For me (and I guess many others?) it was (so far anyway) probably the match operator and the concept of pattern matching
I played with Erlang for 2-3 months before picking up Elixir as well and found the pattern matching + multiple heads to be an interesting approach to program design, but reading the Elixir Poker tutorial really showed me the beauty possible with it.
App supervision trees, where to split concerns, what failure strategies etc. thats whats taking most of my attention at the moment.
My biggest problem is the OOP-Thinking in my head. I know that Elixir instead is processing a stream of data with transformation functions, instead of modeling and modifying objects.
Also i was in lack of patterns to use like i know from OOP. Even when these will not be the same, there must be a “common knowledge” useable for Elixir.
The most confusing thing for me is the syntax. I find it mostly natural until I want to do something in particular, then I am constantly stumbling about where to put parens or commas or colons, and the compiler error messages are too vague. I think I need to read that Metaprogramming in Elixir book to really know what’s going on, since most of the language constructs are really macros, e.g. “if”. Many of the peculiar usages are not covered in the “Getting Started” guide. For example, did you know you can
|> pipe into a
case construct, or pattern match its output to a var? This article on
with was particularly helpful to show these syntactic peculiarities. Maybe I will get a better hang of it while going through Programming Elixir 1.2.
Coming from imperative scripting languages, for me is the lack of scopes namespaces and the concept of context. I am still at the getting started guide so I can have been missing something. I am also not used with the use of a VM but the language is really cool and with a lot of features that are sharpening my programmer’s sight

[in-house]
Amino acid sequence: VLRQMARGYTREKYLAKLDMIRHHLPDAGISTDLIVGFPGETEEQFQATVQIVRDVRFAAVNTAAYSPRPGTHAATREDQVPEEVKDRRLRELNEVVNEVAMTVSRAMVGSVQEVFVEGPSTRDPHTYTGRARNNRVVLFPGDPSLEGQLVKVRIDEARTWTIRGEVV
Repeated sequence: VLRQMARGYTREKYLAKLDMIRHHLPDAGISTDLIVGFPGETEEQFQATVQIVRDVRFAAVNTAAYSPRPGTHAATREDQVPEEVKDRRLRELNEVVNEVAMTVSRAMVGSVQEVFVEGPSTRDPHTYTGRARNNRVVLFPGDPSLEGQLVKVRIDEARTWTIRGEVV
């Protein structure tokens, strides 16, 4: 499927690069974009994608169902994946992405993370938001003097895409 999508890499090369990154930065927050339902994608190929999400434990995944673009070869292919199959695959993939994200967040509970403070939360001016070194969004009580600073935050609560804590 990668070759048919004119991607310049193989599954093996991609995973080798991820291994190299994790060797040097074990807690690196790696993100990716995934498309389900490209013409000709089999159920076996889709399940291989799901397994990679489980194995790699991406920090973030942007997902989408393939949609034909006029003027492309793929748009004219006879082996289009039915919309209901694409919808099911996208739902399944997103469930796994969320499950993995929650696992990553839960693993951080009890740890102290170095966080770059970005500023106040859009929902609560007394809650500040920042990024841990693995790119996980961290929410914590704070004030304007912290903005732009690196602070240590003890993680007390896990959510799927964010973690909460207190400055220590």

For me I think it’s been mostly OTP/concurrency, but that’s because I’ve never truly grasped these concepts from a theoretical standpoint as well as in other languages. Although Elixir has been a pleasant surprise to learn about this subject.
I am interested in meta programming in Elixir, so I spend a lot of time to read about it.
But then I met “unquote fragment”, this make me so confused and I did not understand what is different between unquote fragment an normal unquote.
Then I figure our, all
defmarco actually is a macro, that is make sense. And it makes “unquote fragment” is clear with me.
@kiennt what’s the path you recommend to learn Metaprogramming in Elixir (besides the book with the same name )
I’m still very much a beginner in Elixir but, coming from Ruby, I am still very much attached to the Object Oriented Programming so I always want to call methods on the objects themselves, as in
It took me a while to realise that it’s not how it is done in Elixir. Instead you call a function defined in a module and you pass the object as the first argument like this
Right now, I’m still struggling a bit with the functional nature of the language but I’m happy to say that I now understand the concepts better than when I tried my hand at Scala.
Honestly, the biggest thing I’m having trouble wrapping my head around is recursion.
I had a tough time with it too – many years of imperative loops. When it clicks, you’ll feel it and never look back
Why not start a thread about recursion @detectivemittens? It may prove useful to others too
I haven’t got to the chapter on recursion myself yet so I’d be interested in hearing everyone else’s thoughts…
What book are you reading through @AstonJ? If you read Dave Thomas’s Programming Elixir, he starts bringing up recursion problems pretty early in the book. I’m trying to work through the problems, and the simplest recursion problems are pretty easy to figure out. There’s a pattern. But make it a little more complex and I’m confused…
I’m currently 10% of the way through Programming Elixir, and I believe the chapter on Recursion is Chapter 7 (Lists and Recursion) - the bits I have read about it so far do make sense - but it’s possible the more complex stuff might not
Just noticed the alert that you’ve posted another thread, will chime in over there too…